PROVO — Has the NCAA lost control of college sports? If you look closely at the motivation of the major athletic conferences, now in an intense chase to gather up more treasure with TV contracts, the answer is "yes."
If you note how the NCAA can discipline an athlete for accepting a breakfast from a booster but is impotent at controlling millions raked in by a school, you get the picture. This has led to college expansion that could impact the Mountain West and Western Athletic conferences, where Utah, BYU and Utah State play.
Once upon a time, colleges fielded sports teams basically for fun, and the gate was a bonus to help with expenses. Cheerleaders and guys with letterman jackets formed a hero-worship culture.
Now, it is all about money. TV contracts for conferences are an agenda item in intense, closed-boardroom negotiations. Conference commissioners must have a nose for corporate finances, contract law and media ratings and must be skilled negotiators to sell the league's brand. The Pac-10 hired a talent agency of sorts to advise how to sell sports.
There is a widening gap between the haves and have-nots among college athletic conferences, and those with power have taken on the snobbish nobility of early European royalty that intermarried to keep blood pure and accumulate as much wealth as possible.
This money grab is now all about guarding and furthering one's turf. Today, we see it under the banner of expansion talk among conferences that seek the answer to the question: Who can get us more money? It is no longer about scores, yardage and points
Athletic budgets are soaring. So are travel and recruiting costs. Schools pimp their athletic programs to make an extra buck. Much of the money is needed to pay exorbitant salaries of coaches like USC's Lane Kiffin, who has really accomplished little but will be paid more than $4 million in his first year with the Trojans. Florida's assistant coaches will make more than $2 million as a group in 2010.
Nobody begrudges workers their coin, if that's the market, but that's just it. College sports is no longer just for fun. And in the process, athletes are ridden like a gold-mine donkey. Granted they get a paid education, but they've become the tobacco and cotton field slaves that drive the business.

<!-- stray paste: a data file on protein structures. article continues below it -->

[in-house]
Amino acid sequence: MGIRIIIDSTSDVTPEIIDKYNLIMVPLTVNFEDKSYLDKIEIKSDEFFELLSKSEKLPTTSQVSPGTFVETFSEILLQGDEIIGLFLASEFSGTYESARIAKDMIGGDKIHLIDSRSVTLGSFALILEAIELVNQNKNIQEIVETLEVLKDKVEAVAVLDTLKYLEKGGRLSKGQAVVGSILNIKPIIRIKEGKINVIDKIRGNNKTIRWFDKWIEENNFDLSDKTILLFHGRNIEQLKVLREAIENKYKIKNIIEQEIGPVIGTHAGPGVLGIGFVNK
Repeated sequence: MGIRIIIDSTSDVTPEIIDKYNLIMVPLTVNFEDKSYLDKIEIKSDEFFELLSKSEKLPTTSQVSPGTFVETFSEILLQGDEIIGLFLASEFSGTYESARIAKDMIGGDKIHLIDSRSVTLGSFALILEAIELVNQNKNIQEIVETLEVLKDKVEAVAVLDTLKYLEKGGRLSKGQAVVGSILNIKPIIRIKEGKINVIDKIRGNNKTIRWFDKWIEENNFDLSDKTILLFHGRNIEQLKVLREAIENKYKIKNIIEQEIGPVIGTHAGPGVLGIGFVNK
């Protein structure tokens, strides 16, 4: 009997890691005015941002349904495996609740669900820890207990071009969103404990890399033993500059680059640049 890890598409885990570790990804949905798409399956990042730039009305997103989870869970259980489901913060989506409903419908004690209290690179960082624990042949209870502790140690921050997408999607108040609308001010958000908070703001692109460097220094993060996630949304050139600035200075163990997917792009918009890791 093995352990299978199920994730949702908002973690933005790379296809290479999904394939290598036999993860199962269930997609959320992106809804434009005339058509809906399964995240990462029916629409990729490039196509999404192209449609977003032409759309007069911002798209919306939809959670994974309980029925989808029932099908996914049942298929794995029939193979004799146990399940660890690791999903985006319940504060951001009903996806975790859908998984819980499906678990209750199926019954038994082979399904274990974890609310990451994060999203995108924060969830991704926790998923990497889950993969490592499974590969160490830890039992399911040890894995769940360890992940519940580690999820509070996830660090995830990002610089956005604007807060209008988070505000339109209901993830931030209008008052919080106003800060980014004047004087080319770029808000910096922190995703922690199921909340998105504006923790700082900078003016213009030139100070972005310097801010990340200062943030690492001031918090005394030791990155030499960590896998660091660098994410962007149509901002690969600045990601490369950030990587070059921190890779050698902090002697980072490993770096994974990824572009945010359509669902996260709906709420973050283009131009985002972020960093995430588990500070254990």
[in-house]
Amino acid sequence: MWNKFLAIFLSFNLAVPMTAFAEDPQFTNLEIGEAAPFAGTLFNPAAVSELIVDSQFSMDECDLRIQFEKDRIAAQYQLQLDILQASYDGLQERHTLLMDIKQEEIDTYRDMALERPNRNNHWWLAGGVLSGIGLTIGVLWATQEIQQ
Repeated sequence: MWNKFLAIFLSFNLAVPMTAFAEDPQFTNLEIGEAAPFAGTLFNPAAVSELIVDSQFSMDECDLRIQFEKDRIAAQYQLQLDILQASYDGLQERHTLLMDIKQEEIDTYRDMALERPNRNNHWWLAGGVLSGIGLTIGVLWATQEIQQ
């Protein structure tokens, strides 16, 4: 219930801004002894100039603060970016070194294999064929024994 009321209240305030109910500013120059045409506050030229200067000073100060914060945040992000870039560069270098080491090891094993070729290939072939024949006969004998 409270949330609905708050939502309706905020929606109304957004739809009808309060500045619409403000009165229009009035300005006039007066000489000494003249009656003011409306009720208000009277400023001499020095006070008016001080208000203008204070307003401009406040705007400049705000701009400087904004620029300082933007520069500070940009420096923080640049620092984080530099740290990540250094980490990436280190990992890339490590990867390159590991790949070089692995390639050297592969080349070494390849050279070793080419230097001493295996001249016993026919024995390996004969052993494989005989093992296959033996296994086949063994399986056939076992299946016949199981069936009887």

The biggest plantation owners are the Big Ten and SEC, and they know it. They are out to protect their equity, tradition, trade routes and goods at the market, and to hell with everyone else, including NCAA rule.
This was never more clear than a recent dialogue between outspoken Big Ten commissioner Jim Delany and the Chronicle of Higher Education. In summary, Delany said the NCAA should not interfere with the treasure chests filled by college conferences like his.
The question was, "What should be the role of the NCAA in regulating some of the commercial issues in college sports?"
Delany's lengthy answer? It's a long one, but read carefully
Delany: "Essentially these decisions are local, and it makes it really, really hard. The schools are serving stakeholders, coaches, athletes and fans, in some respects, not stockholders. And so there is always a stakeholder to make a claim on resources. Whether it's to have the best law school or the best medical school, no one questions that kind of competition. No one questions that Harvard or Texas have a (big) endowment and don't share it with Hofstra and South Alabama.
"But intercollegiate athletics is sort of unique in that institutions that have certain advantages based on demographics or history or tradition or fan base somehow are seen as the source of resources for others that do not," Delany continued.
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